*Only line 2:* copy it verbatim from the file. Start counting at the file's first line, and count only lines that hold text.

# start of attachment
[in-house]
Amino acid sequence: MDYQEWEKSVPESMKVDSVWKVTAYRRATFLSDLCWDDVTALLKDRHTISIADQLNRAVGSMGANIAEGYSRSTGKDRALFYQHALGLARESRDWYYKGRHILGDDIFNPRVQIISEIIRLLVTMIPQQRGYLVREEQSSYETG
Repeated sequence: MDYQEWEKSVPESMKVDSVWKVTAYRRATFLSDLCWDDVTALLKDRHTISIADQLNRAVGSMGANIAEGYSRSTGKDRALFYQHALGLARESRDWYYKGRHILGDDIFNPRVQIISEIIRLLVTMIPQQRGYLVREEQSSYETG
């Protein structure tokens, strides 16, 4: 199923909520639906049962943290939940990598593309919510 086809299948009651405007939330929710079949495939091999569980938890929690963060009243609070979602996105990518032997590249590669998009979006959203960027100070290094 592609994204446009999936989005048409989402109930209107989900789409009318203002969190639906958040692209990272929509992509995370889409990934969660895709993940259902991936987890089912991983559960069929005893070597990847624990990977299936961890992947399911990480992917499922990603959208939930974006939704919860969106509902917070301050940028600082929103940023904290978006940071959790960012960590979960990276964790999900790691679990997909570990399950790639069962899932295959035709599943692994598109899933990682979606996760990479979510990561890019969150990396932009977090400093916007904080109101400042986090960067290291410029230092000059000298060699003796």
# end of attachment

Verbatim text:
Amino acid sequence: MDYQEWEKSVPESMKVDSVWKVTAYRRATFLSDLCWDDVTALLKDRHTISIADQLNRAVGSMGANIAEGYSRSTGKDRALFYQHALGLARESRDWYYKGRHILGDDIFNPRVQIISEIIRLLVTMIPQQRGYLVREEQSSYETG